Thursday, February 23, 2017

What's Your Story, Paul Revere?: Book Review


Series: “Cub Reporter Meets Famous Americans”
What’s Your Story, Paul Revere?
Author: Krystyna Poray Goddu
Illustrator:  Doug Jones

Publisher: Lerner Publications Company, 2016
Book Reviewer: Sharon M. Himsl
Ages: 6 to 9, Nonfiction, Middle Grade
Pages: 32


Have fun imagining a live interview with an American patriot who fought in the American Revolutionary War. The series’ Cub Reporter, a cute bear cub holding a microphone, interviews Paul Revere. 

Asked what it was like living in America at the time, Paul Revere explains that the colonists were not free under British rule. Laws were oppressive and unfair, and the British had increased soldier surveillance. Even kids protested, calling the British soldiers in their red coats “lobsters.” 

Revere helped the colonists form the Sons of Liberty, a secret group that spied on British activity. He served as the group’s secret messenger, reporting conflicts and rebel activity, for instance, in 1773 when the colonists dumped a highly taxed shipment of tea into Boston’s harbor. In 1775, Revere’s midnight ride on horseback to Lexington, Massachusetts became legendary. He warned the colonists of imminent attack by the British. It was the beginning of the American Revolutionary War, which gave America its independence in 1776.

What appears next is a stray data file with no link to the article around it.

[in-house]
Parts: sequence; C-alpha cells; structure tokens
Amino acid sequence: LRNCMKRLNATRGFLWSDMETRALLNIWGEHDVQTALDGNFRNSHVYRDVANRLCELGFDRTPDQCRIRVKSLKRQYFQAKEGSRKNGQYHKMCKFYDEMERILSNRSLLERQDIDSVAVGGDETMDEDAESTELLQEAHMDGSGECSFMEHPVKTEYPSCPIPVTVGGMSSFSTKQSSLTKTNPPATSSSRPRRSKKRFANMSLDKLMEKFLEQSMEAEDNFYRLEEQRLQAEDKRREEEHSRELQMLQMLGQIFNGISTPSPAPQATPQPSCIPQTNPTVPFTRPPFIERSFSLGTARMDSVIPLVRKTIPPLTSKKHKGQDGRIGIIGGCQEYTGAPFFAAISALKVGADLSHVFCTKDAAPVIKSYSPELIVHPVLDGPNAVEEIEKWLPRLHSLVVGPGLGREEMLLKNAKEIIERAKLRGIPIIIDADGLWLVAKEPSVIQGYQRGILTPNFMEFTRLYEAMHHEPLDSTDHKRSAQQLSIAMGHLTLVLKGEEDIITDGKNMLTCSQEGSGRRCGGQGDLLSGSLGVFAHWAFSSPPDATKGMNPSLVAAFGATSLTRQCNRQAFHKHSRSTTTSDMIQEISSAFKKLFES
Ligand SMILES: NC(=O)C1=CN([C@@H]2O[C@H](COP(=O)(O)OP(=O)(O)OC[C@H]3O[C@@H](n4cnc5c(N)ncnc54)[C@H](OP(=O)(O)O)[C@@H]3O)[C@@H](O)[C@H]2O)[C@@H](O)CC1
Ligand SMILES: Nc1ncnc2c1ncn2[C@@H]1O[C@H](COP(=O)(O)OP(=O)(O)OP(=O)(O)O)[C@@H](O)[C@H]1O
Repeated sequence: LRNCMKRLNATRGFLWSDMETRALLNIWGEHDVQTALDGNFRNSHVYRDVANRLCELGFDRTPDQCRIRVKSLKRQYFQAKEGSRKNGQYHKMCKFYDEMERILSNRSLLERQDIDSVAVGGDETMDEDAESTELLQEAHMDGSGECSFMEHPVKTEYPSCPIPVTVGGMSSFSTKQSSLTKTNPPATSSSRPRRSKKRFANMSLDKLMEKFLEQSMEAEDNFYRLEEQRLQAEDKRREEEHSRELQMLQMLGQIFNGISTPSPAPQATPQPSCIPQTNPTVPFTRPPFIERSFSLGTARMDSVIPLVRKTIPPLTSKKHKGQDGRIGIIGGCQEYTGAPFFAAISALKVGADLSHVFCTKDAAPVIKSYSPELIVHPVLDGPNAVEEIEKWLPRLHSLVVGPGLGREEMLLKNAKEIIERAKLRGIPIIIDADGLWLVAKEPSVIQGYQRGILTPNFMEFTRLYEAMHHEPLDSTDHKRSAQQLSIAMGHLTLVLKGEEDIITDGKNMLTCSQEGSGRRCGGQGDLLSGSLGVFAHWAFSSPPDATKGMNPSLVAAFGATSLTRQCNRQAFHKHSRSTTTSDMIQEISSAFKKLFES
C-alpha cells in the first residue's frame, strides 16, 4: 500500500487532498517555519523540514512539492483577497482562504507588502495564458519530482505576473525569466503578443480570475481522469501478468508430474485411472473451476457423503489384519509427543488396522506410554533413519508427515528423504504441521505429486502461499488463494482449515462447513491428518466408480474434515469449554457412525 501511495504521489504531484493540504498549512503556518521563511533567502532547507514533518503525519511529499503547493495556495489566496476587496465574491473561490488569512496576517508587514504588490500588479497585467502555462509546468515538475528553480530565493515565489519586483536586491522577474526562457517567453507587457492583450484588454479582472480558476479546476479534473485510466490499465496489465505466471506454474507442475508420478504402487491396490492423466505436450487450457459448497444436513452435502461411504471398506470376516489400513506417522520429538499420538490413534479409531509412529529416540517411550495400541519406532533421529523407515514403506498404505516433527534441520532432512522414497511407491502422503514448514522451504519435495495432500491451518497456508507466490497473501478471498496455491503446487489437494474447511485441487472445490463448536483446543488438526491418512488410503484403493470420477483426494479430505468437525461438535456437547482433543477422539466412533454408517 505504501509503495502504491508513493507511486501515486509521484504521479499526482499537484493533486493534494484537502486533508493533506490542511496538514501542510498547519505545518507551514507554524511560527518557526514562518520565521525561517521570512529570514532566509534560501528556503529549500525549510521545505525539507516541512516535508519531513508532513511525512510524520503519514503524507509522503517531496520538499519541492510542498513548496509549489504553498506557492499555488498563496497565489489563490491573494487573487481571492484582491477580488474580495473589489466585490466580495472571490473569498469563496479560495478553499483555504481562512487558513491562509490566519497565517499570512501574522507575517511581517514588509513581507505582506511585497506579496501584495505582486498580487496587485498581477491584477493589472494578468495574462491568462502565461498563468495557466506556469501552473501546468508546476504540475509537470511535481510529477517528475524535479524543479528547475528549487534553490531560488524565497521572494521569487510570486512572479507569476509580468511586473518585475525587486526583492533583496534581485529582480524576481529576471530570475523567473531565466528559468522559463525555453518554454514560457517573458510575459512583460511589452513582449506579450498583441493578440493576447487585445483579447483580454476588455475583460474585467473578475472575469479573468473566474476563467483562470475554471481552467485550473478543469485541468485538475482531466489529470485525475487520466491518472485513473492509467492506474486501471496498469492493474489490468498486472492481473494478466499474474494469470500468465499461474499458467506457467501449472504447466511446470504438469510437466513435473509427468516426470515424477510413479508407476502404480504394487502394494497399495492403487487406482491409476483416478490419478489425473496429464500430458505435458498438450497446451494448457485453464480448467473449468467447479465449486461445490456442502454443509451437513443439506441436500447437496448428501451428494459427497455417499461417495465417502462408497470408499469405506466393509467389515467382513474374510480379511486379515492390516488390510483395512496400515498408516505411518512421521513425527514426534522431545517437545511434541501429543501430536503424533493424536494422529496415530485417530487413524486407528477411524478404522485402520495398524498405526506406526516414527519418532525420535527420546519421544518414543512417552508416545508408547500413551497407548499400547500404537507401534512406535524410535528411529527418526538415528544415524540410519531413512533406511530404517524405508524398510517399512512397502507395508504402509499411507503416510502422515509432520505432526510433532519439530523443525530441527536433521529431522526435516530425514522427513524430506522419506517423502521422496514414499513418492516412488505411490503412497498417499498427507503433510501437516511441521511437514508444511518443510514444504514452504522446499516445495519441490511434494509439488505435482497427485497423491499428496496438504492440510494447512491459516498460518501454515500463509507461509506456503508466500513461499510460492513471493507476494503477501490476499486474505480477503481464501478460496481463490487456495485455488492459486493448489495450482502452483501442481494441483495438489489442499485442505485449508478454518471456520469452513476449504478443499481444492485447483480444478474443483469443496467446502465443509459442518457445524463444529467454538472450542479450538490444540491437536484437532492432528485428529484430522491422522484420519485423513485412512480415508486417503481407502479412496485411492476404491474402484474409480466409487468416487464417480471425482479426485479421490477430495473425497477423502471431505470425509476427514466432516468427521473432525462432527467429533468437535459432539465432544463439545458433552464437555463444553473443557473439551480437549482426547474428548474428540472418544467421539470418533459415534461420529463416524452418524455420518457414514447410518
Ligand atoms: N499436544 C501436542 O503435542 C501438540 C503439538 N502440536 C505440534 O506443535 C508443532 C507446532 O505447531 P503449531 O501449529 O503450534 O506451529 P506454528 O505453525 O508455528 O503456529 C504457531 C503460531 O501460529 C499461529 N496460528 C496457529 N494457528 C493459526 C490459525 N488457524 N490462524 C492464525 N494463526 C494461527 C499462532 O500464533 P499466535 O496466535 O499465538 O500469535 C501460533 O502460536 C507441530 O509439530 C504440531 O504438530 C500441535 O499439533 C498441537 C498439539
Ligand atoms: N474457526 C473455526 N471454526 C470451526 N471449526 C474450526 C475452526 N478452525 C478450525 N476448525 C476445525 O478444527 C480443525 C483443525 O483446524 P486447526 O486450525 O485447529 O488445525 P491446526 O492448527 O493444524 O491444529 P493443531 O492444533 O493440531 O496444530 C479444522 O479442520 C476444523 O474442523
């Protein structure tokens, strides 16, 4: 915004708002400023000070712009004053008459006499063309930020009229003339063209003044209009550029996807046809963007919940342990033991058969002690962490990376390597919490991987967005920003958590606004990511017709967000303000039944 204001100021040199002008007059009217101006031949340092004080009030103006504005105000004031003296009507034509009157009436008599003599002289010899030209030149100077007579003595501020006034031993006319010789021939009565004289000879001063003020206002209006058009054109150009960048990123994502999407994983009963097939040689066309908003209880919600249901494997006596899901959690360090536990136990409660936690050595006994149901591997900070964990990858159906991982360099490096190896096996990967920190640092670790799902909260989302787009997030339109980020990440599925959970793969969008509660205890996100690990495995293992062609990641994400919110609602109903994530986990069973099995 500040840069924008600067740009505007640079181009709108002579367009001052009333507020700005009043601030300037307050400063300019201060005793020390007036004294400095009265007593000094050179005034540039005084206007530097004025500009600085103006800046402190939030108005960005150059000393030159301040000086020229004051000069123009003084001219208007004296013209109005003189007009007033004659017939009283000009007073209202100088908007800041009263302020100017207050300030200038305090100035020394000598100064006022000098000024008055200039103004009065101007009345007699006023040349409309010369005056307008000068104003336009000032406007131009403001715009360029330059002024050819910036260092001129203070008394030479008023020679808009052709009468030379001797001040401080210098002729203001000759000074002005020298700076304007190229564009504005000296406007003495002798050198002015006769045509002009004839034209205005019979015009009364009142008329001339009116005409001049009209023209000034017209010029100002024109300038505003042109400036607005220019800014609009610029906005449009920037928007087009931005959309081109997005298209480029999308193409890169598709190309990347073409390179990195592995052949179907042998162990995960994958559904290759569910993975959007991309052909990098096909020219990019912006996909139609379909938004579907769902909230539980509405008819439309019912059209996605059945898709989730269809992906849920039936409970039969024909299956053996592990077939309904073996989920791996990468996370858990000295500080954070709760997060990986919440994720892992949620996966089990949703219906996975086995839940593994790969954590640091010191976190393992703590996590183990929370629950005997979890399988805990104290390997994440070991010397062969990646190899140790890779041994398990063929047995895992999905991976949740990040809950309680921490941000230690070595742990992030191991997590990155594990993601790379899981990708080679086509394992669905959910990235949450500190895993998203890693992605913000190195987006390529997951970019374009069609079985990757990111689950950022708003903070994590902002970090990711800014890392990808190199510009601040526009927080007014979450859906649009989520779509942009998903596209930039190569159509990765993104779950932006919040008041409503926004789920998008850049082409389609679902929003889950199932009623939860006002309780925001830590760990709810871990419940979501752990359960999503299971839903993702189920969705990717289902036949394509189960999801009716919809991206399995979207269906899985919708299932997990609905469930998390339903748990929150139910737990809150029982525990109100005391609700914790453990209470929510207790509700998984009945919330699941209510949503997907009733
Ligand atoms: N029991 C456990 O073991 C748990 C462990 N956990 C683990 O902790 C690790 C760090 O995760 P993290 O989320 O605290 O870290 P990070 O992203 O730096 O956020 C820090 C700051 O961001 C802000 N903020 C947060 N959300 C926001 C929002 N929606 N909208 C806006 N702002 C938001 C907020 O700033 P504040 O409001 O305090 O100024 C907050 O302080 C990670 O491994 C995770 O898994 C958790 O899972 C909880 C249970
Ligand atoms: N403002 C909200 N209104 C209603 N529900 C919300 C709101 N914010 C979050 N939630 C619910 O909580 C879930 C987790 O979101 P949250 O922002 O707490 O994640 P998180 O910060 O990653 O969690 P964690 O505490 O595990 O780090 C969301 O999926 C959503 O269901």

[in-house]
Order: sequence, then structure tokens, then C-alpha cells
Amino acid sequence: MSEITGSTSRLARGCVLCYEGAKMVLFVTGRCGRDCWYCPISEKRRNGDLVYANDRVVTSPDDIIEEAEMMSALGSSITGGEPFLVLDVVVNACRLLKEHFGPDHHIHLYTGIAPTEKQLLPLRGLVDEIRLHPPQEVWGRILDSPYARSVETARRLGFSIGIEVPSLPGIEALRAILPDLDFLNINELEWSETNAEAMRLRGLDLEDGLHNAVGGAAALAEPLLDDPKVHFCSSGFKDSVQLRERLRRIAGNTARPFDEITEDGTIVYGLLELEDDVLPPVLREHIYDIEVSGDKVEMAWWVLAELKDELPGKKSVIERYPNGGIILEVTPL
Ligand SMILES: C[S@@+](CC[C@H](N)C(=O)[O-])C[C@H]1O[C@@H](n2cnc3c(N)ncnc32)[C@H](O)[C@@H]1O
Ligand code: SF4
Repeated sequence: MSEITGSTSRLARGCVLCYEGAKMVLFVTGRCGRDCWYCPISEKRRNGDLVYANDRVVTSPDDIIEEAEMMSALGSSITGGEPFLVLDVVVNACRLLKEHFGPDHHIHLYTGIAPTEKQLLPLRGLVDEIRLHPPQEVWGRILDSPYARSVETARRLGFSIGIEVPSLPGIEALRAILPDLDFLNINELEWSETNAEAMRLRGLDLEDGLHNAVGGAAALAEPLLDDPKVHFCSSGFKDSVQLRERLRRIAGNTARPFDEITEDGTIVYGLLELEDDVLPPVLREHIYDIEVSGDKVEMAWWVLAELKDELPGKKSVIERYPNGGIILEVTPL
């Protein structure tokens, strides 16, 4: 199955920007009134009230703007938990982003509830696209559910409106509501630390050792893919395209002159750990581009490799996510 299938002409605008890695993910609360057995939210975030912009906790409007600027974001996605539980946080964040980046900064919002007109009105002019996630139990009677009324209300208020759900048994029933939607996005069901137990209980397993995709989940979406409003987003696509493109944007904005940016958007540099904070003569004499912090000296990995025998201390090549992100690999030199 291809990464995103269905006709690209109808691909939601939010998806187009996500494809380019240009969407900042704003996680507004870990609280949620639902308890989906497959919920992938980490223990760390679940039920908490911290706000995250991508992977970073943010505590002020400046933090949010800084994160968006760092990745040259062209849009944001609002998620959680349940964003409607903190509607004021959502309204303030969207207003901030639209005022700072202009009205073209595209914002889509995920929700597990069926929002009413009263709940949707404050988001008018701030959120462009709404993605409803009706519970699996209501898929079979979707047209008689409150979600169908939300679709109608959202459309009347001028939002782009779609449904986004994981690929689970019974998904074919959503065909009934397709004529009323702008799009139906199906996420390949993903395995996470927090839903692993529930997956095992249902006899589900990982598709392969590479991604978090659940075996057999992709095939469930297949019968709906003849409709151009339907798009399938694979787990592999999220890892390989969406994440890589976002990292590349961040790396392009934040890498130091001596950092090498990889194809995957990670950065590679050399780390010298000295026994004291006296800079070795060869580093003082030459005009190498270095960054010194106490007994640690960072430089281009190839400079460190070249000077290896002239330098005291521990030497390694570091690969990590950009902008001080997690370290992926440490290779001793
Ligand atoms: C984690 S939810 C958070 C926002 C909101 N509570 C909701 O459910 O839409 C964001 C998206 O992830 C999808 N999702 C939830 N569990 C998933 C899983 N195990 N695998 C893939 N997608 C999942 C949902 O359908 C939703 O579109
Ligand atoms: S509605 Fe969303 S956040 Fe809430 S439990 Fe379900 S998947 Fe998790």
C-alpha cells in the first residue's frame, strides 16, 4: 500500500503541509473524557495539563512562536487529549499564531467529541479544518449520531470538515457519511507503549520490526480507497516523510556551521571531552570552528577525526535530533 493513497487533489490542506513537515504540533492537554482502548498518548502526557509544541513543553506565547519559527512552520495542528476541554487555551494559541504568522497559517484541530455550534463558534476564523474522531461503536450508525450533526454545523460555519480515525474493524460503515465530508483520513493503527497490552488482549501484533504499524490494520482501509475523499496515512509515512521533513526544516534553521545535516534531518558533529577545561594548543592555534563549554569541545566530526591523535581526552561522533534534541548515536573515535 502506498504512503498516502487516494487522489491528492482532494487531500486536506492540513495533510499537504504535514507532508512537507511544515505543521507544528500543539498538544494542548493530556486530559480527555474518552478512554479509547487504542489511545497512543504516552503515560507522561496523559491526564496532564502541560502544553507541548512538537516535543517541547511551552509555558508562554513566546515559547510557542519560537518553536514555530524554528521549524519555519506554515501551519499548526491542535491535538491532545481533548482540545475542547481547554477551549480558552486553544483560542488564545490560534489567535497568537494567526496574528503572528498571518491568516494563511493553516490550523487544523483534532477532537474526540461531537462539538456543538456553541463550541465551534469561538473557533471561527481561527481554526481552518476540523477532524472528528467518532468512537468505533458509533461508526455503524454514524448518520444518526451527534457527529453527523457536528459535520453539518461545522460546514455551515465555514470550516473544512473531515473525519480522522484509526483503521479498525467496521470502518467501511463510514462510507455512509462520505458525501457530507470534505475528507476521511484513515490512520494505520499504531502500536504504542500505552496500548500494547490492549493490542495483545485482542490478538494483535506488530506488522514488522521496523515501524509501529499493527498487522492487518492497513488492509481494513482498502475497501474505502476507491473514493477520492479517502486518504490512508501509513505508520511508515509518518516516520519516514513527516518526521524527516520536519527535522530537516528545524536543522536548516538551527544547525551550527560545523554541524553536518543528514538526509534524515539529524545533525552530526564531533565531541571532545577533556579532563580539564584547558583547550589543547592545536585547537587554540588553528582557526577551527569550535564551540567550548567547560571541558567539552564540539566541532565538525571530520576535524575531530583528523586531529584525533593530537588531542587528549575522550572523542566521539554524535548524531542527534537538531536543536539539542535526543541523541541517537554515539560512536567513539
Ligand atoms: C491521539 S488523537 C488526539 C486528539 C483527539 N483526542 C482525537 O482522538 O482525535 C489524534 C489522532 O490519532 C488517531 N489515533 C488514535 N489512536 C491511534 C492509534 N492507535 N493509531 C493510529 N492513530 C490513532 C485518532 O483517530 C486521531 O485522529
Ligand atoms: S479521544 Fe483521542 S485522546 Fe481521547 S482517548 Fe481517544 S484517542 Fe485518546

Readers also learn about Revere’s life as a boy in Boston. He became a skilled silversmith and had talent as an artist. Live action illustrations in color of the Boston Massacre and Boston’s harbor with British ships arriving are two such scenes by Revere highlighted. Glossary, Timeline, Further Information, and Index are included as well. This is a good series for young historians interested in American history and Paul Revere's role in the American Revolution, and a great review for interested parents, teachers, and mentors.

Saturday, February 18, 2017

The Classics - Opening Lines: Black Beauty by Anna Sewell